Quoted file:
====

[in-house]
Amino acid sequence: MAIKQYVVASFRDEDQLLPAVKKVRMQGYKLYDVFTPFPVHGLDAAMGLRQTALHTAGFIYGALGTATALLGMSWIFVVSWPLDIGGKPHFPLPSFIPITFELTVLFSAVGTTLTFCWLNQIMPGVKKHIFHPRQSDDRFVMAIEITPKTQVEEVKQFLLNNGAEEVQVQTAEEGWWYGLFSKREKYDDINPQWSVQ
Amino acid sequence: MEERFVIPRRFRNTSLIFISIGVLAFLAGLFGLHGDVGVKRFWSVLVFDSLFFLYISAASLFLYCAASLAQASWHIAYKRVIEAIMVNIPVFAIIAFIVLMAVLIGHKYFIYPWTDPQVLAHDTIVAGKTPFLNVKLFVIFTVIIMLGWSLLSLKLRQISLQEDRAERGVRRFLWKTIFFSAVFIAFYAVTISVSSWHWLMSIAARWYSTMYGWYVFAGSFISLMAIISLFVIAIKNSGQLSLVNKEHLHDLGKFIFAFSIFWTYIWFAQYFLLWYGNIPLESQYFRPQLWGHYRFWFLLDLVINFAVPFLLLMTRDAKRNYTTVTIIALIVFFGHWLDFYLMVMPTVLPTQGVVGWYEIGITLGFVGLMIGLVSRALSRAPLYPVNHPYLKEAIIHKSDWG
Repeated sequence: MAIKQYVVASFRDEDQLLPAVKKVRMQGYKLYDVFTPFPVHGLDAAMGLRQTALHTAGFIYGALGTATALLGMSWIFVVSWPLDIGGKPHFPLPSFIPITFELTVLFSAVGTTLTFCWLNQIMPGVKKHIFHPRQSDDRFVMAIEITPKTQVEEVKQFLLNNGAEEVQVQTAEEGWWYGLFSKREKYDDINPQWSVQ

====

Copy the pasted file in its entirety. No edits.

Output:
[in-house]
Amino acid sequence: MAIKQYVVASFRDEDQLLPAVKKVRMQGYKLYDVFTPFPVHGLDAAMGLRQTALHTAGFIYGALGTATALLGMSWIFVVSWPLDIGGKPHFPLPSFIPITFELTVLFSAVGTTLTFCWLNQIMPGVKKHIFHPRQSDDRFVMAIEITPKTQVEEVKQFLLNNGAEEVQVQTAEEGWWYGLFSKREKYDDINPQWSVQ
Amino acid sequence: MEERFVIPRRFRNTSLIFISIGVLAFLAGLFGLHGDVGVKRFWSVLVFDSLFFLYISAASLFLYCAASLAQASWHIAYKRVIEAIMVNIPVFAIIAFIVLMAVLIGHKYFIYPWTDPQVLAHDTIVAGKTPFLNVKLFVIFTVIIMLGWSLLSLKLRQISLQEDRAERGVRRFLWKTIFFSAVFIAFYAVTISVSSWHWLMSIAARWYSTMYGWYVFAGSFISLMAIISLFVIAIKNSGQLSLVNKEHLHDLGKFIFAFSIFWTYIWFAQYFLLWYGNIPLESQYFRPQLWGHYRFWFLLDLVINFAVPFLLLMTRDAKRNYTTVTIIALIVFFGHWLDFYLMVMPTVLPTQGVVGWYEIGITLGFVGLMIGLVSRALSRAPLYPVNHPYLKEAIIHKSDWG
Repeated sequence: MAIKQYVVASFRDEDQLLPAVKKVRMQGYKLYDVFTPFPVHGLDAAMGLRQTALHTAGFIYGALGTATALLGMSWIFVVSWPLDIGGKPHFPLPSFIPITFELTVLFSAVGTTLTFCWLNQIMPGVKKHIFHPRQSDDRFVMAIEITPKTQVEEVKQFLLNNGAEEVQVQTAEEGWWYGLFSKREKYDDINPQWSVQ